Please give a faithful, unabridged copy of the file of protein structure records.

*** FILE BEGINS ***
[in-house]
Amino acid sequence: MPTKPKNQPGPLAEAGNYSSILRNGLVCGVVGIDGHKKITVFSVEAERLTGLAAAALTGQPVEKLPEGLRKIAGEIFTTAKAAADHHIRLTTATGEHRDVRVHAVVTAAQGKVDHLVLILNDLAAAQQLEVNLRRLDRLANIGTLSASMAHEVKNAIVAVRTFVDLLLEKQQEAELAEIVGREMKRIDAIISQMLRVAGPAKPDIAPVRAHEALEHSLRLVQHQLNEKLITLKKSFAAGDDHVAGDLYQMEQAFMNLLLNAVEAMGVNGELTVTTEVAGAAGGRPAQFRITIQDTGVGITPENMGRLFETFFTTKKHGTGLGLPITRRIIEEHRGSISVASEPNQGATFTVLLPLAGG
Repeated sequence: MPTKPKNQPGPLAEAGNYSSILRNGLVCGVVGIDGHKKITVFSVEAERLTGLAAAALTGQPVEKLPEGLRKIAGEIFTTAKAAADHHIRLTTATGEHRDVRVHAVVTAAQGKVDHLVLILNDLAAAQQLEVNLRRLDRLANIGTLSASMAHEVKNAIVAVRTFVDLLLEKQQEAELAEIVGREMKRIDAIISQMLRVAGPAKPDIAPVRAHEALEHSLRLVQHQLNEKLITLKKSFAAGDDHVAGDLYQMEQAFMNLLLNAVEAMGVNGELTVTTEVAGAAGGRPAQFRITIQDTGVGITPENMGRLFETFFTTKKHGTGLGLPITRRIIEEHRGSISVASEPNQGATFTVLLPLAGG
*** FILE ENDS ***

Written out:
[in-house]
Amino acid sequence: MPTKPKNQPGPLAEAGNYSSILRNGLVCGVVGIDGHKKITVFSVEAERLTGLAAAALTGQPVEKLPEGLRKIAGEIFTTAKAAADHHIRLTTATGEHRDVRVHAVVTAAQGKVDHLVLILNDLAAAQQLEVNLRRLDRLANIGTLSASMAHEVKNAIVAVRTFVDLLLEKQQEAELAEIVGREMKRIDAIISQMLRVAGPAKPDIAPVRAHEALEHSLRLVQHQLNEKLITLKKSFAAGDDHVAGDLYQMEQAFMNLLLNAVEAMGVNGELTVTTEVAGAAGGRPAQFRITIQDTGVGITPENMGRLFETFFTTKKHGTGLGLPITRRIIEEHRGSISVASEPNQGATFTVLLPLAGG
Repeated sequence: MPTKPKNQPGPLAEAGNYSSILRNGLVCGVVGIDGHKKITVFSVEAERLTGLAAAALTGQPVEKLPEGLRKIAGEIFTTAKAAADHHIRLTTATGEHRDVRVHAVVTAAQGKVDHLVLILNDLAAAQQLEVNLRRLDRLANIGTLSASMAHEVKNAIVAVRTFVDLLLEKQQEAELAEIVGREMKRIDAIISQMLRVAGPAKPDIAPVRAHEALEHSLRLVQHQLNEKLITLKKSFAAGDDHVAGDLYQMEQAFMNLLLNAVEAMGVNGELTVTTEVAGAAGGRPAQFRITIQDTGVGITPENMGRLFETFFTTKKHGTGLGLPITRRIIEEHRGSISVASEPNQGATFTVLLPLAGG